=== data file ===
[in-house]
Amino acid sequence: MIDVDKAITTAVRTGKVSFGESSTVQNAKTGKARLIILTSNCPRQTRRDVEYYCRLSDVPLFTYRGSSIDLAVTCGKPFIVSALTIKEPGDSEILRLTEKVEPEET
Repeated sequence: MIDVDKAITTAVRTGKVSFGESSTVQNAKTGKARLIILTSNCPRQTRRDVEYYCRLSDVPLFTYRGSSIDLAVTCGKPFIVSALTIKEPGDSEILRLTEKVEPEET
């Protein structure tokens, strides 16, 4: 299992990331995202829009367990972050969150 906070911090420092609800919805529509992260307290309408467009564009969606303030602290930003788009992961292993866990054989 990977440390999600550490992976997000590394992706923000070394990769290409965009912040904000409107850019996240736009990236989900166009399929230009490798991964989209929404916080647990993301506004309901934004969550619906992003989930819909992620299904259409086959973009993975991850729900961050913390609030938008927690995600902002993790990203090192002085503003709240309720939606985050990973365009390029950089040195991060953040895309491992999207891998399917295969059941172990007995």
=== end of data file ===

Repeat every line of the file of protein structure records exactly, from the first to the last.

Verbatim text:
[in-house]
Amino acid sequence: MIDVDKAITTAVRTGKVSFGESSTVQNAKTGKARLIILTSNCPRQTRRDVEYYCRLSDVPLFTYRGSSIDLAVTCGKPFIVSALTIKEPGDSEILRLTEKVEPEET
Repeated sequence: MIDVDKAITTAVRTGKVSFGESSTVQNAKTGKARLIILTSNCPRQTRRDVEYYCRLSDVPLFTYRGSSIDLAVTCGKPFIVSALTIKEPGDSEILRLTEKVEPEET
């Protein structure tokens, strides 16, 4: 299992990331995202829009367990972050969150 906070911090420092609800919805529509992260307290309408467009564009969606303030602290930003788009992961292993866990054989 990977440390999600550490992976997000590394992706923000070394990769290409965009912040904000409107850019996240736009990236989900166009399929230009490798991964989209929404916080647990993301506004309901934004969550619906992003989930819909992620299904259409086959973009993975991850729900961050913390609030938008927690995600902002993790990203090192002085503003709240309720939606985050990973365009390029950089040195991060953040895309491992999207891998399917295969059941172990007995």